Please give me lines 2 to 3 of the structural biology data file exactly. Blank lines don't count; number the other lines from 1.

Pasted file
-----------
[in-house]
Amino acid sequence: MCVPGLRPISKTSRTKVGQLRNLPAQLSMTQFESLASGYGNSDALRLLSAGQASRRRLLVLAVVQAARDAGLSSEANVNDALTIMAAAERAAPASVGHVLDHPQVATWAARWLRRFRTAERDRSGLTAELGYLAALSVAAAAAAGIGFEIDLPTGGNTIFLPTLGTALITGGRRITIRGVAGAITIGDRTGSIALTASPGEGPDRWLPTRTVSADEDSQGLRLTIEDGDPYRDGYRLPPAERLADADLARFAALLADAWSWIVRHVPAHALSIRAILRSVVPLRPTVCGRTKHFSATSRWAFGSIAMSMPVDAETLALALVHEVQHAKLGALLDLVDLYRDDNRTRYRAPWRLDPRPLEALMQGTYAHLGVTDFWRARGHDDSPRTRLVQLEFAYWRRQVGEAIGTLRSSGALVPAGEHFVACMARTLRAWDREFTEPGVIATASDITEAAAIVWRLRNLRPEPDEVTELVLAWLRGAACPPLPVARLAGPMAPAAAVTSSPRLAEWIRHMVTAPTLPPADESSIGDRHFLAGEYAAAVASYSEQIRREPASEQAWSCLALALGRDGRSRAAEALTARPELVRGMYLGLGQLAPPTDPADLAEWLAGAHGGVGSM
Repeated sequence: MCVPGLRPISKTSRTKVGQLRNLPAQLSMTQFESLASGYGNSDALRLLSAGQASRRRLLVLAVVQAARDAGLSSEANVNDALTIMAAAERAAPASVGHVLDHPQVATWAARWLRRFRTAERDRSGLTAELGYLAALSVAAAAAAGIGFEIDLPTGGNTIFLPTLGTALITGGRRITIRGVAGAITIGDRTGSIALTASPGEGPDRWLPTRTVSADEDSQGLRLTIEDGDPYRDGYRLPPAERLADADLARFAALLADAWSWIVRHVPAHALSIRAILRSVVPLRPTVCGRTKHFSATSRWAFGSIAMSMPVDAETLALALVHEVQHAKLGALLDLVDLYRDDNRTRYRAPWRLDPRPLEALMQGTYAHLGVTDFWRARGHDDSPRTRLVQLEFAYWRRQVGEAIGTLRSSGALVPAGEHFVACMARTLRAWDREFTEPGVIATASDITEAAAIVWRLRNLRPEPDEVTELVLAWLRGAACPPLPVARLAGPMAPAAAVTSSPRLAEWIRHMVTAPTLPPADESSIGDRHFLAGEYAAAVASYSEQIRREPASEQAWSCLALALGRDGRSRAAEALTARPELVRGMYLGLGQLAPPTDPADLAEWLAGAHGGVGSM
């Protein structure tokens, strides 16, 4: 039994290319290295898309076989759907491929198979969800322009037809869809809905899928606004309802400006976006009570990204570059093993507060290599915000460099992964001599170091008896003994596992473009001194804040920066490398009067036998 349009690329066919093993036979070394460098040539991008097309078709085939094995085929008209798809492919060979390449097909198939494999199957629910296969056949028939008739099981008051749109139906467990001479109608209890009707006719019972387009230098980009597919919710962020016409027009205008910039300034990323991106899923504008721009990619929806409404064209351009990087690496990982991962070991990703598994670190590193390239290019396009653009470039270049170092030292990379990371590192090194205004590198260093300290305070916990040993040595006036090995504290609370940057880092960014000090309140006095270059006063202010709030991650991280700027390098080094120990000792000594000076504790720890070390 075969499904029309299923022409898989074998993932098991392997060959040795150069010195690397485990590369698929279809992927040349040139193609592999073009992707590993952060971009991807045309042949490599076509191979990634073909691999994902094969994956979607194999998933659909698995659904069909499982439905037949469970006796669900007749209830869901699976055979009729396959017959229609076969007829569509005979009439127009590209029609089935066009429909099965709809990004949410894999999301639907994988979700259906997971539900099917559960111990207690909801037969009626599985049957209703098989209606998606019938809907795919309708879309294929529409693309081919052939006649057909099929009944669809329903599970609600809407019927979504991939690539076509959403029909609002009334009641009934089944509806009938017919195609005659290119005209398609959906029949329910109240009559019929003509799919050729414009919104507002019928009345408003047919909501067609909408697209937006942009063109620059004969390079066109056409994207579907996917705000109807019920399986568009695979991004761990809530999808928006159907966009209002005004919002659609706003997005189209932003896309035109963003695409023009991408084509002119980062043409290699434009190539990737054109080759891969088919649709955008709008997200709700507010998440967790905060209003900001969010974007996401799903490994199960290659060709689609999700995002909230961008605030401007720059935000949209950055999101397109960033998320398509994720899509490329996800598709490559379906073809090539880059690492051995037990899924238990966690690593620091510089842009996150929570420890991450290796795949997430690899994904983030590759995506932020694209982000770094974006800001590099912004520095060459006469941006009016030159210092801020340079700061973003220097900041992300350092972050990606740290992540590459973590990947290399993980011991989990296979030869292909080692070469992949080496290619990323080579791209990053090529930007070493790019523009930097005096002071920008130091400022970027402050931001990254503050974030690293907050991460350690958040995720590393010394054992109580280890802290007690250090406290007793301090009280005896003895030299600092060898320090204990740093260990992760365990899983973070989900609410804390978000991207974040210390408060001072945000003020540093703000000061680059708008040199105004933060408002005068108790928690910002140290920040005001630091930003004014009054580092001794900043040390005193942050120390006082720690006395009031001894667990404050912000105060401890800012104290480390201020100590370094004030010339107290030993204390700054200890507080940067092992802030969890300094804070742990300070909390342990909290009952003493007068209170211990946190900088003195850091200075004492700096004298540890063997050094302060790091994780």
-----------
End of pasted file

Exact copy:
Amino acid sequence: MCVPGLRPISKTSRTKVGQLRNLPAQLSMTQFESLASGYGNSDALRLLSAGQASRRRLLVLAVVQAARDAGLSSEANVNDALTIMAAAERAAPASVGHVLDHPQVATWAARWLRRFRTAERDRSGLTAELGYLAALSVAAAAAAGIGFEIDLPTGGNTIFLPTLGTALITGGRRITIRGVAGAITIGDRTGSIALTASPGEGPDRWLPTRTVSADEDSQGLRLTIEDGDPYRDGYRLPPAERLADADLARFAALLADAWSWIVRHVPAHALSIRAILRSVVPLRPTVCGRTKHFSATSRWAFGSIAMSMPVDAETLALALVHEVQHAKLGALLDLVDLYRDDNRTRYRAPWRLDPRPLEALMQGTYAHLGVTDFWRARGHDDSPRTRLVQLEFAYWRRQVGEAIGTLRSSGALVPAGEHFVACMARTLRAWDREFTEPGVIATASDITEAAAIVWRLRNLRPEPDEVTELVLAWLRGAACPPLPVARLAGPMAPAAAVTSSPRLAEWIRHMVTAPTLPPADESSIGDRHFLAGEYAAAVASYSEQIRREPASEQAWSCLALALGRDGRSRAAEALTARPELVRGMYLGLGQLAPPTDPADLAEWLAGAHGGVGSM
Repeated sequence: MCVPGLRPISKTSRTKVGQLRNLPAQLSMTQFESLASGYGNSDALRLLSAGQASRRRLLVLAVVQAARDAGLSSEANVNDALTIMAAAERAAPASVGHVLDHPQVATWAARWLRRFRTAERDRSGLTAELGYLAALSVAAAAAAGIGFEIDLPTGGNTIFLPTLGTALITGGRRITIRGVAGAITIGDRTGSIALTASPGEGPDRWLPTRTVSADEDSQGLRLTIEDGDPYRDGYRLPPAERLADADLARFAALLADAWSWIVRHVPAHALSIRAILRSVVPLRPTVCGRTKHFSATSRWAFGSIAMSMPVDAETLALALVHEVQHAKLGALLDLVDLYRDDNRTRYRAPWRLDPRPLEALMQGTYAHLGVTDFWRARGHDDSPRTRLVQLEFAYWRRQVGEAIGTLRSSGALVPAGEHFVACMARTLRAWDREFTEPGVIATASDITEAAAIVWRLRNLRPEPDEVTELVLAWLRGAACPPLPVARLAGPMAPAAAVTSSPRLAEWIRHMVTAPTLPPADESSIGDRHFLAGEYAAAVASYSEQIRREPASEQAWSCLALALGRDGRSRAAEALTARPELVRGMYLGLGQLAPPTDPADLAEWLAGAHGGVGSM